At the end of John Ford's Young Mr Lincoln, "the jack-legged country lawyer" (as played by Henry Fonda) walks up a blighted horizon in the darkening gloom, as thunder rolls in the background, the rough-hewn fence he trudges along taking on the look of military barricades, as the young Lincoln walks with his long stride into the storm of history awaiting him. Steven Spielberg's Lincoln starts where Young... left off—with the sound of thunder over credits, which evolves into cannon-fire before placing us straight on in the middle of the Civil War, blue-on-gray, white-on-black (and the reverses) amid the blood and the mud of the Earth. The shots of the battlefield are tight, confusing, with no sense of place, no horizon—just a frame filled with humans killing each other by any means. No glory. No higher purpose. Just the immediacy of conflict. War is the point at which politics breaks down, and politics is where Spielberg's film is concerned to compare and contrast with today's stew of chicanery, graft, and playing fast and loose with the facts to the purpose of getting your way. 'Twas ever thus, and it was no different in Lincoln's time—they just didn't have cameras documenting everything then.
The approach is as good a starting place as any—that is, ending with Ford's last gambit—linking the two, as both films' main goal is to take the monument out of the man, and put him within reach of attainability, wart and all. The canonization of Lincoln began at the moment of his death with the pronunciation "now he belongs to the ages" and his visage, homely, homespun, ragged sunken and contemplative, has been preserved in nickel, bronze, marble, granite to the point where one can hardly imagine it as flesh and blood anymore.
|Young Mr. Lincoln: walking into a History still to occur.|
What he means may be too pragmatic for them, it's just how he expresses it that confounds. In one exceptional scene—Tony Kushner worked on this script for a long time and it shows—Lincoln explains in minute, often harsh, detail how he employed his newly granted War Powers Act and it comes down to what he thought he could get away with, legally.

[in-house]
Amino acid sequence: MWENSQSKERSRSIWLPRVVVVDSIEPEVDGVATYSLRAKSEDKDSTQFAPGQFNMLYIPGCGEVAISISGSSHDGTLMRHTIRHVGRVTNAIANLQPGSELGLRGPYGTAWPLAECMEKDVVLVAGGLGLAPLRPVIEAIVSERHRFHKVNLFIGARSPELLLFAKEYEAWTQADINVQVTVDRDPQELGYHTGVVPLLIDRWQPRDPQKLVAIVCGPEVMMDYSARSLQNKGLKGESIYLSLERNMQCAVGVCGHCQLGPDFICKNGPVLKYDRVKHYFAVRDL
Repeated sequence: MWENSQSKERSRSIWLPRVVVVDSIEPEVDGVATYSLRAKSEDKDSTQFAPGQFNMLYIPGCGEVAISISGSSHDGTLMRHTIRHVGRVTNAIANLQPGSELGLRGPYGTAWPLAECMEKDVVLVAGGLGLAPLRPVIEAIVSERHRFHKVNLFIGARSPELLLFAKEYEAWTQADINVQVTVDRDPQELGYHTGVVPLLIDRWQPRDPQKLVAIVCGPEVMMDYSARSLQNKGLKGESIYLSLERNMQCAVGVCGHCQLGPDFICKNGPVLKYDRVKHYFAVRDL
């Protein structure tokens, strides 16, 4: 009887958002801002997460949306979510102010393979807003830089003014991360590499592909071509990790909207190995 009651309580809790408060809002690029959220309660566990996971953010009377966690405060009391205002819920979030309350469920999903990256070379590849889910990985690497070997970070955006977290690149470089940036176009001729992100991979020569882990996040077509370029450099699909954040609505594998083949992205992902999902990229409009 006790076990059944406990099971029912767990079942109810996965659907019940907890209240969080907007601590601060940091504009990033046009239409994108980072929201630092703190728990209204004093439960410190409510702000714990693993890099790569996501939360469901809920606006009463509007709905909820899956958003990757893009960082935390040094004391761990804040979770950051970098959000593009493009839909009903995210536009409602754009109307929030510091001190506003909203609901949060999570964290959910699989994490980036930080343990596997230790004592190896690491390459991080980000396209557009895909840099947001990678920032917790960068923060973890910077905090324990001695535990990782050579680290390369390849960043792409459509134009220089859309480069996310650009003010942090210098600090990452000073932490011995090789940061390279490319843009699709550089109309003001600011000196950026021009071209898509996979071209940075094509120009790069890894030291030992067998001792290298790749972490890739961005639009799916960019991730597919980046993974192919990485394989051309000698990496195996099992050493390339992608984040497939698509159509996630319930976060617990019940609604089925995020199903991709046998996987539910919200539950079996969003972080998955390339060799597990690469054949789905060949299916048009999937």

His concern, in the waning days of the war, is to pass the 13th Amendment, thereby abolishing slavery, and it takes every trick, every dodge, every promise and appointment in the middle of a lame-duck Congress before the war could end. The timetable is critical: Lincoln has just been re-elected and is riding a wave of popularity; a crucial number of Congressmen are in their last days of their jobs and are looking to their futures and not to the wishes of their constituents; and, if the war ends, the urgency to pass the Amendment will dwindle, amidst the rebuilding of the Nation. Lincoln's Republicans will vote for it, but they need to tone down their rhetoric. The Democrats are dead-set against it, but getting Democrats to agree on anything is like herding cats and Lincoln wants to exploit the party's fractures into fissures.
So, the problem is attacked from several fronts (if only the war had started that way): Preston Blair (Hal Holbrook), prominent Republican and journalist, is sent to the South to negotiate a Southern settlement, which the South is anxious to do (although Lincoln is reluctant). Meanwhile, he wheels and deals with the largesse of power, offering appointments, threats, anything to curry votes, and unleashes a trio of stooge-lobbyists (James Spader, John Hawkes, and Tim Blake Nelson) to press the flesh and pass the greenbacks (not "officially," though). Votes are critical. On the home-front, Lincoln's son Robert (Joseph Gordon-Levitt) is back from college, but feeling the weight of his kinship with the President and wants to enlist, which sends wife Mary Todd into another accusatory tailspin as she has barely survived the death of their son, Tad.
Throughout, Lincoln keeps his counsel. but sometimes erupts into spasms of frustration—with "Molly" (as he calls her), the congress and his cabinet, choosing his moments and pressing his advantage, knowing no peace except what he can create for himself.
As good as Day-Lewis is, he's matched by Tommy Lee Jones as House Republican Thaddeus Stevens. In chambers, Stevens sits and fumes, then reaches his limit and bursts out in loud insulting harangues, just in control enough to get his point across, and even smiling tightly—very tightly—when when dressed down by Mary Lincoln over his tight reins over The White House purse strings. Jones finds different ways to make his speeches crackle, while never betraying any sense that the words haven't sprung originally from his head. And Spielberg has given special attention to casting key roles with the like of great character actors like Bruce McGill, Michael Stuhlbarg, and Lee Pace who make their relatively small parts punch out and become memorable.
And Spielberg's eye for painterly detail shines, as Lincoln moves through the gloomy corridors of The White House or sets up an eerie dream sequence for the President. And in one lovely scene, between Lincoln and Ulysses S. Grant (Jared Harris), where the war's toll on Lincoln is expressed in Day-Lewis' exhausted eyes and the shadows of a long rank of soldiers trudging in front of a setting sun play across his face.
|You can't see the moving shadows...|
Lincoln is a Full-Price Ticket.
* There's a nice contrast of Licoln delivering a dedication at a flag-raising ceremony that lasts a measly few lines. "That's my speech" he says as he tucks his paper back into his stove-top hat. They can't all be gems.